abor, will find the Plantation Bitters a moit benefit
Every bottle has the/ae ?-"mi7e of our slguature or
steel plate engraving, or it is not genuine.
Sold by all Druggists, Grocers and Country Stores.
?fit P. II. DBAKE & CO.,
0 August 1$ tuthjj Smi
GOOD NEWS FOR ALL !
REOPENING OF THE TRADE IN CHARLESTON
IMMENSE ATTRACTION AT THE
WHOLESALE SHOE HOUSE,
No, 133 MEETING-STREET,
_EST-A__BI_ISHED IjNT 183 G,
[S NOW RE-OPENED AFTER A SUSPENSION OF FOUR YEARS, "WITH GREATER FACILITIES.
THE PROPRIETOR NOW OFFERS FOR SALE
Boots, Shoes, Hats, Trunks, &c, &c.
AT "WHOLESALE ONLY, AT THE LOWEST rOSSIBLE QUOTATIONS, AND RECEIVING IM
MENSE CONSIGNMENTS SEMI-WEEKLY FROM THE LARGEST AND MOST RELIABLE MANU
THE PROPRIETOR TAKES PLEASURE IN CALLING THE ATTENTION OF THE TRADE, THE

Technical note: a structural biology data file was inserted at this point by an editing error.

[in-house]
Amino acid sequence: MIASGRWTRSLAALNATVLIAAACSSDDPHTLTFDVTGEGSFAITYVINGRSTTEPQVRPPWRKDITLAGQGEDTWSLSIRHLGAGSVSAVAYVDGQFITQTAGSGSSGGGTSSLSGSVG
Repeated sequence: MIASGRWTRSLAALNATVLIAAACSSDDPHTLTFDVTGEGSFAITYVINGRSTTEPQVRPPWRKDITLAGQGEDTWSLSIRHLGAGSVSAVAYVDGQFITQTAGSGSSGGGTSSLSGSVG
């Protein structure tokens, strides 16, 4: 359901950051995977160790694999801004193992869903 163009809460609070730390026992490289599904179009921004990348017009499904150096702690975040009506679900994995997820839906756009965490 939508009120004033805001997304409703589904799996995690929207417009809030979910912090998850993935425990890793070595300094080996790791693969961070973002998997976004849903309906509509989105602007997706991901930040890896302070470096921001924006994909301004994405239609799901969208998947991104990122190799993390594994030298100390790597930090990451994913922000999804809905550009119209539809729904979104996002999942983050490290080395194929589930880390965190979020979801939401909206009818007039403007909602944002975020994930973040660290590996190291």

LOCAL MERCHANTS OF THE STATES OF GEORGIA, TENNESSEE, ALABAMA AND FLORIDA, TO>
THE EXTENSIVE STOCK OF
BOOTS, SHOES, HATS, TRUNKS, ETC, ETC.
ORDERS NEATLY AND PROMPTLY ATTENDED TO
AGENT FOR MANUFACTURERS.
Aufrust 17 lmo
BOOTS, SHOES, TRUNKS AND HATS.
HAVING BEEN APPOINTED AGENT FOR THE SALE OF
BOOTS, SHOES, TRUNKS AND HATS,
BY SEVERAL OF THE MOST PROMINENT MANUFACTORIES AT THE NORTH, AND NOW
No. 138 Meeting-street,
I offer this choice stock of Goods for sale hy the
THE TRADE WILL PLEASE NOTICE
EDWARD DALY, Agent.
August 17 lmo
FERTILIZER FOR COTTON, ETC.
NITROGENIZED SUPERPHOSPHATE OF LIME,
FOR COTTON, TOBACCO, WHEAT, CORN, &c.
COMPOSED OP DRIED BLOOD, BONES, SULPHURIC ACID, PERUVIAN GUANO, SULPHATE OF AMMONIA,.
POTASH AND SODA
Largo Silver Modal awarded 1859, liy tho American Instituto of New Yorh?Patented 1859?Perfect uni
lormity of quality?Testimonials from hundred- who have lined it for years?Does not exhaust the